Jay Hein on the Quiet Revolution of Religious Social Work
Date: June 14th, 2015

During the 1990s, the provision of welfare in the United States went through a profound change as cities, states, and the federal government began partnering with faith-based organizations to provide a wide array of services ranging from drug rehabilitation to prisoner re-entry to community development.  Jay Hein, president of the Sagamore Institute and Baylor’s ISR, details this history of this approach dating back to George HW Bush’s “thousand points of light,” through the Clinton administration’s Charitable Choice programs, and then into George W Bush’s Faith-Based and Community Initiative.  Given Jay’s first-hand knowledge of these programs, we explore the relationship between the federal government, states, cities, and faith-based organizations (FBOs).

We begin our conversation with a personal story of courage and commitment.  Faced with the choice of getting to meet the 2007 Super Bowl champion Indianapolis Colts at the White House or working with a faith-based community program out in Anchorage, Alaska, Jay tells why he chose the latter.  This gets us into a discussion of Jay’s personal history of working with both government and churches in helping to find creative ways to provide needed social services to a variety of populations.  He talks about his time with Wisconsin Governor Tommy Thompson  and how they re-envisioned the role of welfare in that state, his move over to the Hudson Institute where he built more connections and was able to study the nexus between government and FBOs, and then how he ended up in the White House working on what he describes as one of George Bush’s primary policy agenda items and signature accomplishments.  Jay terms the policy changes that redirected the role of welfare provision to FBOs as a “quite revolution,” in that these changes took place at the grassroots and largely went unnoticed by the national media.

Mr. Hein explains the details of the Bush Faith-Based and Community Initiative.  Based upon an executive order, this policy had three objectives: 1) provide “thought leadership” to use the “bully pulpit” of the administration to show that FBOs were consequential; 2) level the regulatory playing field for FBOs that often found it difficult to work with governments because of pre-existing church-state jurisprudence; and 3) “demonstration” via the directing of funding to faith-based charitable organizations through state and local governments to show that private efforts are effective in alleviating problems within communities.  Jay provides a number of examples where this worked and shows how this program had a bi-partisan appeal with a significant number of Democrat governors (e.g., Janet Napolitano, Bill Richardson) embracing these efforts during the Bush administration.  He also discusses the California experience wherein there was significant reluctance to set up an official office due to concerns over church-state issues, but how local California faith groups were nonetheless very successful in obtaining federal grants to solve community problems.  We discuss how the proper relationship between grassroots faith groups, local governments, and the federal government should be managed.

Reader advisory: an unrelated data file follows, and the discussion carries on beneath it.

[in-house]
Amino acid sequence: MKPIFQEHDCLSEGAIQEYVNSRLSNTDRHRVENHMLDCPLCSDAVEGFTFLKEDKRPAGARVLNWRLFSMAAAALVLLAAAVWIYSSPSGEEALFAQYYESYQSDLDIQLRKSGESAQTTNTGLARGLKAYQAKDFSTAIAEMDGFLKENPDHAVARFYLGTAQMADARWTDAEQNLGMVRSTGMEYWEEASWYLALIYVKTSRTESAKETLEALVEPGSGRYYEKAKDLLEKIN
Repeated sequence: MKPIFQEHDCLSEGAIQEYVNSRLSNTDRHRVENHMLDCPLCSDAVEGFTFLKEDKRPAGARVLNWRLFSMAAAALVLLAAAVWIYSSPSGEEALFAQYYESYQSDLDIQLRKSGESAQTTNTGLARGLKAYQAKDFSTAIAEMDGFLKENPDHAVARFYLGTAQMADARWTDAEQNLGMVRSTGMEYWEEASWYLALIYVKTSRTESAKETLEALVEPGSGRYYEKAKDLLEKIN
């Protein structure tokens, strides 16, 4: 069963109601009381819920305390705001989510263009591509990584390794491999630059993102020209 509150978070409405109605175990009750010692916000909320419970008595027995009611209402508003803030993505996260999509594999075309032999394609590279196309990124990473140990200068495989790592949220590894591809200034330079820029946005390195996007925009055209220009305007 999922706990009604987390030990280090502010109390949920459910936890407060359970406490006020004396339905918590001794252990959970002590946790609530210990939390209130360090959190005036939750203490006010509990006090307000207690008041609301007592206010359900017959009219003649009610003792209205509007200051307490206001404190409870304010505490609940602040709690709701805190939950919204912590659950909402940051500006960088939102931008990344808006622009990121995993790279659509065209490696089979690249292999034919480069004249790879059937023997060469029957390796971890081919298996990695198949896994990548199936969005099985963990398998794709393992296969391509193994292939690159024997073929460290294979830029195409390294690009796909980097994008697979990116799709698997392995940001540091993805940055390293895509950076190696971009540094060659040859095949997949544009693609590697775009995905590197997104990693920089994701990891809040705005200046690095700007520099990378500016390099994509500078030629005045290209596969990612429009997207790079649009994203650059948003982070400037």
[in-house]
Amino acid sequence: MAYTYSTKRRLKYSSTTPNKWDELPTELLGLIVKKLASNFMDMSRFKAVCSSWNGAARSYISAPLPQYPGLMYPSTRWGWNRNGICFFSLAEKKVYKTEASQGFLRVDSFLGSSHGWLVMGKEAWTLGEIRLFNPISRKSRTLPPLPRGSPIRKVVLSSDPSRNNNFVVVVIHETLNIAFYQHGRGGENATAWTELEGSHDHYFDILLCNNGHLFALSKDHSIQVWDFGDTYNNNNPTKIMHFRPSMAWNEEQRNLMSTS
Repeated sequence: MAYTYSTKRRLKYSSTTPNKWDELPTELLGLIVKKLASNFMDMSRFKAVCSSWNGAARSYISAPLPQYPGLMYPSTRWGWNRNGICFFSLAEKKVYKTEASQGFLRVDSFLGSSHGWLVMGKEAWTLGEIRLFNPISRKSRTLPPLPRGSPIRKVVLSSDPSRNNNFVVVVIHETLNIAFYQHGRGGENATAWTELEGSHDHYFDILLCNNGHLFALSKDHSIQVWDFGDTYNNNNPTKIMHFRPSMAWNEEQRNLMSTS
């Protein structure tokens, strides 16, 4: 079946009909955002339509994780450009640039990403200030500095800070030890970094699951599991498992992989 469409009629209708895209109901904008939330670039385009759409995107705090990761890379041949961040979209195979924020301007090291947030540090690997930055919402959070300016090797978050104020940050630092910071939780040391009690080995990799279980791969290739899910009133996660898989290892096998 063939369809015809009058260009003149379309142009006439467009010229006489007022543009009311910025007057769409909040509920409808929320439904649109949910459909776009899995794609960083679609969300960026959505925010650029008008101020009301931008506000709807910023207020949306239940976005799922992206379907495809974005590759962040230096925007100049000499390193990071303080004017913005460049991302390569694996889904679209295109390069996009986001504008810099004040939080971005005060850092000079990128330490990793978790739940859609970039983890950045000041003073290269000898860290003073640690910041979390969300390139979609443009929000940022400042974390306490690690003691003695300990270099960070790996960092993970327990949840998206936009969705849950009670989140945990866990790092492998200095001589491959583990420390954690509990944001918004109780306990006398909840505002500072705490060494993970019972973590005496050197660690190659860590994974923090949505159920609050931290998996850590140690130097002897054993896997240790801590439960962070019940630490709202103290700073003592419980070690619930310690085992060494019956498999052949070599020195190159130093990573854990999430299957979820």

We finish the interview with how the idea of the Faith-Based and Community Initiative helped to shape and influence the Bush Administration’s efforts to combat HIV/AIDS and malaria in Africa.  Again, this effort did not receive a great deal of attention, but found immense success in partnering with ground-level faith groups that had developed significant trust among Africans (compared to their national governments).  We finish off with Jay’s future prospects for FBO – government cooperation.  Recorded: June 8, 2015.


Jay Hein’s bio at Baylor’s Institute for Studies of Religion.

The Quiet Revolution: An Active Faith that Transforms Lives & Communities, by Jay Hein.

Sagamore Institute and ISOKO Institute.

American Outlook.

Hudson Institute.

The Culture of Disbelief, by Stephen Carter.


Jay Hein on the Faith-Based and Community Initiative.

William Wubbenhorst on SERVE, West Dallas and FBO Evaluation.

Byron Johnson on More God, Less Crime.

Byron Johnson on Religion and Delinquency.

Jeff Henig on Prison Ministry.

John Rees on International Development and Faith-Based Organizations.

Torrey Olsen on Faith-Based Humanitarianism and World Vision.

Daniel Hungerman on Religious Charity and Crowding Out.

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